Trump Nominates McNamee for FERC Position. President Trump is pushing Department of Energy official Bernard L. McNamee of Virginia to a vacant seat on the Federal Energy Regulatory Commission, Kallanish Energy reports.
McNamee, a supporter of keeping coal and nuclear power plants open, must be confirmed by the Senate. That appears unlikely until after the mid-term elections in November.
He would replace Pennsylvania’s Robert Powelson, who left FERC last August to head a water trade group. The term expires June 30, 2020.
Trump said he intends to nominate McNamee to the post in a Wednesday statement from the White House.
McNamee appears to be more closely linked to the White House’s efforts to boost coal than Powelson, according to some observers.
Since last May, McNamee has served as executive director of the Department of Energy’s Office of Policy. Previously, he served as deputy general counsel for energy policy at Doe.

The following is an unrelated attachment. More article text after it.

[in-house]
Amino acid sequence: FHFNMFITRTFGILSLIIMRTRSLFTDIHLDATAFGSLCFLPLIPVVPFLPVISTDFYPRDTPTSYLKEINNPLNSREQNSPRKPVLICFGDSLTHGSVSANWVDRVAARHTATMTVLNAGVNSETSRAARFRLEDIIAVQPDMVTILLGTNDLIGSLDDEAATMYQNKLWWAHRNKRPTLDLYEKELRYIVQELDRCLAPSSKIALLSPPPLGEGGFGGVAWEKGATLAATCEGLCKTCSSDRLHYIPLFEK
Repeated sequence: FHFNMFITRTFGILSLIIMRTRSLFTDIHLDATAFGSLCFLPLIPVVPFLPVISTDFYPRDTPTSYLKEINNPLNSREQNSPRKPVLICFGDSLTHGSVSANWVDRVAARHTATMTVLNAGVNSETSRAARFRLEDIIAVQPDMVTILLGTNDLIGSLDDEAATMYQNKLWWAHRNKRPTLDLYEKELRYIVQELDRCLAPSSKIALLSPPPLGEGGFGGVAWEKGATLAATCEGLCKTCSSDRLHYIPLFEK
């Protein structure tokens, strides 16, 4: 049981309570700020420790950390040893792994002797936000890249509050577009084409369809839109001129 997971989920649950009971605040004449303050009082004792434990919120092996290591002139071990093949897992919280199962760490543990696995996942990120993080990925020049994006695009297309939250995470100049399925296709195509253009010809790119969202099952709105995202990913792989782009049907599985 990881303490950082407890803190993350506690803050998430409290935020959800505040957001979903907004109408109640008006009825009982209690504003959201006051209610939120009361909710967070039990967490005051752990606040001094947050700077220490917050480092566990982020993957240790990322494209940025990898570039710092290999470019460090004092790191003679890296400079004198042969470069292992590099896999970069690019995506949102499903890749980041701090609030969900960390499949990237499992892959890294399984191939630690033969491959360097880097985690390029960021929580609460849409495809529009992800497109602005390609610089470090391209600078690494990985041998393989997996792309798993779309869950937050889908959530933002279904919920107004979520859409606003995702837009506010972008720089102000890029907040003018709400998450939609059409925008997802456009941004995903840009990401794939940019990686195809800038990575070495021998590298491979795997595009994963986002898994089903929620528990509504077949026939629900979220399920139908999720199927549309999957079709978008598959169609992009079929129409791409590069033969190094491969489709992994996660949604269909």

He has served four attorney generals in Texas and Virginia, worked as a policy advisor for a Virginia governor and served as a domestic advisor to U.S. Sen. Ted Cruz, R-Texas.
Is “Peak Oil” Making a Comeback! Market participants and analysts are all focused on the imminent oil supply gap that is opening with the U.S. sanctions on Iran just five weeks away. But beyond the shortest term, a larger and more alarming gap in global oil supply is looming—experts forecast that unless large oil discoveries are made soon, the world could be short of oil as early as in the mid-2020s. The latest such prediction comes from energy consultancy Wood Mackenzie, which sees a supply gap opening up in the middle of the next decade. At the current level of low oil discoveries and barring technology breakthrough beyond WoodMac’s assumptions, that supply gap could soar to 3 million bpd by 2030, to 7 million bpd by 2035, and to as much as 12 million bpd by 2040. It’s not that discoveries aren’t being made, they just aren’t enough to offset the natural decline at mature fields while global oil demand is still expected to continue to rise. The main reason for lower discoveries is that spending on exploration has drastically plunged since the 2014 oil price crash. The good news is, according to Wood Mackenzie, that the volume of new discoveries is correlated with spending on exploration. So if spend were to increase, the chance of more and major oil discoveries gets higher.